With new social media platforms emerging every day, it may seem that people are more connected than ever. However, the depth of these connections and relationships may not reach that of face-to-face interactions. While it can appear as though social media allows an individual to expand their social circle, it could be creating the opposite effect. Psychologist and anthropologist Robin Dunbar would likely argue that social media does not make it possible to enlarge one’s social group size and, on the contrary, shifts social behavior in a way that may cause group size to decrease.
Dunbar, in examining social evolution, proposed the idea that language evolved in order to accommodate larger social group sizes. Primates utilize grooming as a means of bonding, but this can be a rather time-consuming activity. Unlike grooming, language allows an individual to interact with several people at once and exchange information about others, which may render it more efficient in this domain (Dunbar 78-79). Replacing language with grooming could allow group size to expand from a maximum of around 50-55 members to 150 members (Dunbar 75). He states that:
The figure of 150 seems to represent the maximum number of individuals with whom we can have a genuinely social relationship, the kind of relationship that goes with knowing who they are and how they relate to us. Putting it another way, it’s the number of people you would not feel embarrassed about joining uninvited for a drink if you happened to bump into them in a bar (Dunbar 77).
Thus, while language can allow bonding with a wider social circle, the number of members in a group is still limited.
While social media makes it easier to interact with more people, Dunbar would likely argue that an individual is still limited to a social circle of 150 people due to cognitive limits imposed by the brain. He believes that an increase in neocortex size made it possible for animals to manage more complex social relationships and thus increase group size (Dunbar 62). Because he views social group size as tied to brain size, a change would have to occur in modern humans to allow for a group size beyond 150 members. It is unlikely that social media has existed long enough for human brains to adapt and grow in a way that would accommodate larger social groups. Taking this into account, Dunbar would likely argue that social circles are not truly expanding as a result of social media use.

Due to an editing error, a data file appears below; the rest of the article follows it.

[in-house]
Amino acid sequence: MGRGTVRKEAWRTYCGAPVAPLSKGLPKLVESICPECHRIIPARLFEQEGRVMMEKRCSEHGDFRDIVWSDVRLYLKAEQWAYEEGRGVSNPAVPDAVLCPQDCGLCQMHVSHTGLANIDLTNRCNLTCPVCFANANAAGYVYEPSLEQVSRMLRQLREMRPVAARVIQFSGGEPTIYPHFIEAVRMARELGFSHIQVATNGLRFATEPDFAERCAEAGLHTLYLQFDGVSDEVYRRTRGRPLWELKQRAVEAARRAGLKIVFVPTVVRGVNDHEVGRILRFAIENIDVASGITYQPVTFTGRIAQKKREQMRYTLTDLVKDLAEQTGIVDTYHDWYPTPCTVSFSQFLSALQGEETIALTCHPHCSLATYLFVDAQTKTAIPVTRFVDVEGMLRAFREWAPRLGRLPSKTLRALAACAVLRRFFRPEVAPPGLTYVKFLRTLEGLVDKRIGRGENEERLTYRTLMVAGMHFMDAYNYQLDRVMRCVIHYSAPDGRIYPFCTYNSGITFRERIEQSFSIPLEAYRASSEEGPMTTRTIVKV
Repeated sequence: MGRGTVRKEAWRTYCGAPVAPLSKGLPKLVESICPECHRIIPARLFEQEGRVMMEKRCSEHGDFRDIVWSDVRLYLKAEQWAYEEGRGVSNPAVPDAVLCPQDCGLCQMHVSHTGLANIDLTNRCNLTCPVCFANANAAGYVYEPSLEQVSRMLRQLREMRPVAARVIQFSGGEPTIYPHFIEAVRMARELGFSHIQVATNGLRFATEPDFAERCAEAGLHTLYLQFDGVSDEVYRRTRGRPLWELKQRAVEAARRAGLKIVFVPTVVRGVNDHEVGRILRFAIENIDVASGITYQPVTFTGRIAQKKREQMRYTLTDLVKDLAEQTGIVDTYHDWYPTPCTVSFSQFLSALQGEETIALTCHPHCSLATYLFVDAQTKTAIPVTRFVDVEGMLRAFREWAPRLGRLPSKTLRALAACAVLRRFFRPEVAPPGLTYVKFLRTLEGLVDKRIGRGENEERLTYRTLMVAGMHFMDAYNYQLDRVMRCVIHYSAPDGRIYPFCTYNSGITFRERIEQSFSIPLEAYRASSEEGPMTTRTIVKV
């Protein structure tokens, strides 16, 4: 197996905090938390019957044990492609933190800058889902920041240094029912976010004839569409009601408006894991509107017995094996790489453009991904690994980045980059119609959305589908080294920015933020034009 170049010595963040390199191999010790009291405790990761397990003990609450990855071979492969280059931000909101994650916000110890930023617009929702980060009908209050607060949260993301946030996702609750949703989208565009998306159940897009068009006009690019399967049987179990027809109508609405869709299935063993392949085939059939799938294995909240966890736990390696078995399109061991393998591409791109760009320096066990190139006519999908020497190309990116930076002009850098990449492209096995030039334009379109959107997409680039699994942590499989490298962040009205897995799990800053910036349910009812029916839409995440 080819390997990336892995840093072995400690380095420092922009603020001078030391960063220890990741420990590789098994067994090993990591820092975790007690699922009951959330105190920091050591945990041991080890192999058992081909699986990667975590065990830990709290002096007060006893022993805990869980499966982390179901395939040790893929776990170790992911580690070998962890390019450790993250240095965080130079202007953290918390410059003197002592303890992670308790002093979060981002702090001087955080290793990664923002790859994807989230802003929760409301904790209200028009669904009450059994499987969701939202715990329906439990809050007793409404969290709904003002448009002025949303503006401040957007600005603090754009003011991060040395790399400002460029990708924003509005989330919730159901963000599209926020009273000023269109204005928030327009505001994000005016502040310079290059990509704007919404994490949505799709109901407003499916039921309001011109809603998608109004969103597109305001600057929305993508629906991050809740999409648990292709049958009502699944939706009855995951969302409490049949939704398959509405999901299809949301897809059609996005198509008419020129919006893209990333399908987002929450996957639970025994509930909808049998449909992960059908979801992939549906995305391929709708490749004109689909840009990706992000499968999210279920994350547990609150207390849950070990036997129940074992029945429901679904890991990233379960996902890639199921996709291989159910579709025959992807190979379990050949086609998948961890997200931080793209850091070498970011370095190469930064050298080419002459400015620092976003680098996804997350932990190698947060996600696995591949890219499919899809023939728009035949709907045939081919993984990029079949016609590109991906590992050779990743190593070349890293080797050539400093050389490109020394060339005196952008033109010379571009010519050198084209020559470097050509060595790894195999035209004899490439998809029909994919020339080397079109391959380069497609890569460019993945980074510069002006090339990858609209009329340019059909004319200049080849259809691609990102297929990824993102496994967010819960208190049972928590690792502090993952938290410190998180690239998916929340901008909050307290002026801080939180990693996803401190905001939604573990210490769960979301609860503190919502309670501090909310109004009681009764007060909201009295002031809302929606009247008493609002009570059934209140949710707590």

Further, Dunbar differentiates between types of groups and relationships, noting that “sympathy and neocortex groups are limited by the way in which you relate emotionally to people” whereas the number of people whose name you may know, for instance, is limited by memory (Dunbar 77). As a result, he would likely argue that while social media may increase the number of people whose existence you are aware of in the world, it will not increase the number of people you truly relate to on a deeper level. However, the overlap between these types of relationships on social media could be problematic. Social bonding is restricted by time, which Dunbar recognizes in proposing that language replaced grooming as more time-efficient from of social bonding (Dunbar 78). Social media allows people to spend their time and energy interacting with a range of people outside of their social group size, which leaves less time for cultivating relationships with those who make up their tighter circle. In this way, social media could ultimately influence the nature of the relationships between those in the 150 group size and maybe even cause a reduction in overall group size as a result.
However, Dunbar may believe that this reduction in group size was probable anyway. Previously, a large social group could bring forth a survival advantage (e.g., ease in locating food, defending resources from other groups, protection from predators). Because of this advantage, Dunbar highlights that there may have been a “relentless ecological pressure to increase group size” (Dunbar 78). Does this same pressure exist for humans today? In some ways, technological advancements have made it so that humans do not necessarily need to share resources for hunting, foraging, and similar purposes. If there is no longer pressure to accommodate a group size of 150 members, perhaps a reduction in group size can be expected. Social media may simply accelerate this process.
In conclusion, though social media allows for efficient, widespread interactions, Dunbar would likely argue that it does not increase social group size beyond his proposed limit of 150 members. Further, this new form of interaction may come at the expense of these smaller groups, potentially resulting in an overall reduction of group size. Ultimately, it is important to distinguish between different types of relationships in order to determine how social media can affect offline social behavior as a whole.
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Dunbar, Robin. Grooming, gossip, and the evolution of language. Harvard University Press, 1998.